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BitCoin just for geeks, says MasterCard

David Ramli (via AFR) | May 7, 2013
MasterCard's global head of emerging payments, Jorn Lambert, has labelled BitCoin as a currency for "geeks" that will not reach mass adoption, despite experts warning it must be regulated to avoid being used for tax evasion.

BitCoin just for geeks, says MasterCard

BitCoin, one of the world’s most popular digital currencies, is little more than a fad, says MasterCard’s global head of emerging payments, Jorn Lambert. Photo: Bloomberg

 

MasterCard's global head of emerging payments, Jorn Lambert, has labelled BitCoin as a currency for "geeks" that will not reach mass adoption, despite experts warning it must be regulated to avoid being used for tax evasion.

BitCoin is one of the world's most popular digital currencies, a cash without a country favoured by anti-establishment activists and hackers.

Despite its steady rise in recent months, turning some early believers and high-profile investors into multi-millionaires, Mr Lambert says it is little more than a fad that lacks the fundamentals needed to be taken seriously.

Unlike traditional forms of money, BitCoin does not have a core backer, exists entirely on the internet and is extremely difficult to trace. Where the Australian dollar's value is supported by the national economy and Reserve Bank, BitCoin's value is based solely on how much people are willing to pay.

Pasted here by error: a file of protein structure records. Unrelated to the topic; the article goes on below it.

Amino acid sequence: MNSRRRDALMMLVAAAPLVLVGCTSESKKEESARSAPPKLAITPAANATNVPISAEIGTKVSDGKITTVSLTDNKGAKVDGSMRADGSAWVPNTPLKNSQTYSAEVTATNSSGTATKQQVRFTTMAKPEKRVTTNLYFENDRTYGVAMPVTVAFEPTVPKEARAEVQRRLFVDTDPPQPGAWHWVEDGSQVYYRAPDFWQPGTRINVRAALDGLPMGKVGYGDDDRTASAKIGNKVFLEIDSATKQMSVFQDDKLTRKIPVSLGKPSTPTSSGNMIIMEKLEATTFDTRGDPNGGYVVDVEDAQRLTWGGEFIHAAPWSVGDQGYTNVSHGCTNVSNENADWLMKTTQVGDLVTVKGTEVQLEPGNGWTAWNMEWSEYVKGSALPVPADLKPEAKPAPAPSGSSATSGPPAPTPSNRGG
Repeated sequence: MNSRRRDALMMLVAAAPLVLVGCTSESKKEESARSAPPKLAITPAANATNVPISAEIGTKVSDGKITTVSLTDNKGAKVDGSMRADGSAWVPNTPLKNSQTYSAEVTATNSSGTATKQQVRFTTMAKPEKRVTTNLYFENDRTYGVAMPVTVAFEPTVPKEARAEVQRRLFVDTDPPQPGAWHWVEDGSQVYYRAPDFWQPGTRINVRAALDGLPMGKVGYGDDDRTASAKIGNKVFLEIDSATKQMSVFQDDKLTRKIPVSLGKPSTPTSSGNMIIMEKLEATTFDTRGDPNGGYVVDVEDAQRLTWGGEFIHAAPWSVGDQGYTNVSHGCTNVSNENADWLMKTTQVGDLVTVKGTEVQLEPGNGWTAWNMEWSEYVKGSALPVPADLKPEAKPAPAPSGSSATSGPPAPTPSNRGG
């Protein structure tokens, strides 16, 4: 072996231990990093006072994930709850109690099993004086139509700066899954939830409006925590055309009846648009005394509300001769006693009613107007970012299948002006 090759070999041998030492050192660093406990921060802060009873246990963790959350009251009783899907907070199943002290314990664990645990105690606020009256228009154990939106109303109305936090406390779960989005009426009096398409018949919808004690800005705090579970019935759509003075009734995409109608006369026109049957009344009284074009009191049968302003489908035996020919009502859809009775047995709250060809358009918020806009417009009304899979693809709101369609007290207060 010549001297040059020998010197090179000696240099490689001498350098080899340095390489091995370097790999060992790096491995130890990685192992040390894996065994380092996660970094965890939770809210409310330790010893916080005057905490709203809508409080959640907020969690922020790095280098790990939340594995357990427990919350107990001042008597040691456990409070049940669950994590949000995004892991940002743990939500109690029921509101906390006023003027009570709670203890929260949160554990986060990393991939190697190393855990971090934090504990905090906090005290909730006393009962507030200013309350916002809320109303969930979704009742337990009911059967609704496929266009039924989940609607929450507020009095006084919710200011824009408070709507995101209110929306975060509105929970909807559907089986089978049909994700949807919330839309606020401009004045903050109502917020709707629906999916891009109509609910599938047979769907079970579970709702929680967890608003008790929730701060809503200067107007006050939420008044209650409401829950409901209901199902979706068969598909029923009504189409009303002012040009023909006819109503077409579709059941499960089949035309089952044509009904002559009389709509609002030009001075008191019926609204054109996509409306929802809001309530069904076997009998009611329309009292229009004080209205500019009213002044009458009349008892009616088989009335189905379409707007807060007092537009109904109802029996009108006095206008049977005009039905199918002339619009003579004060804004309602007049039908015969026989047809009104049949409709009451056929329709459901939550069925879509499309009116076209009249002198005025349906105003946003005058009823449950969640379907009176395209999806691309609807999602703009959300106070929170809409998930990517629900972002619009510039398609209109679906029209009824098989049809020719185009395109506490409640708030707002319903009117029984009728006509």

Speaking exclusively to The Australian Financial Review, Mr Lambert said it was normally dangerous to rule out any emerging technology or form of payment, "but honestly, to get scale in any of these things you need to be frictionless and have a distribution method that is massed," he said. "Having a virtual currency that is only living in the virtual world and then you can occasionally cash out - other than geeks, who is really going to latch onto that?

"We think the best payment distribution methods remain the banks. You can call us old-fashioned, but many ­people are old-fashioned as well, so it's not something that keeps me awake."

Mr Lambert said his organisation dealt with billions of transactions per month compared with BitCoin's tens of thousands, and that any serious currency needed collateral and security.

"Every partner in our system needs to be a regulated institution and provide collateral so that if the Greeks or Cypriot banks go pear-shaped tomorrow we are still guaranteed payment. We're not playing in experiments. Our core value is payment guarantee and for [that] you need a very robust and regulated system.

"So unless you're talking about millions and billions, it's an ­experiment. It's kind of cool, but that's not enough."

 

"YOU CAN'T ARREST AN ALGORITHM"

But tax and payment experts warn Australian authorities must tax and regulate BitCoin or risk it being used for criminal activities.

The director of the Uniting Church's Justice and International Mission Unit, Mark Zirnsak, said his organisation first learned about BitCoin when it was used by criminals to pay for child pornography.

 

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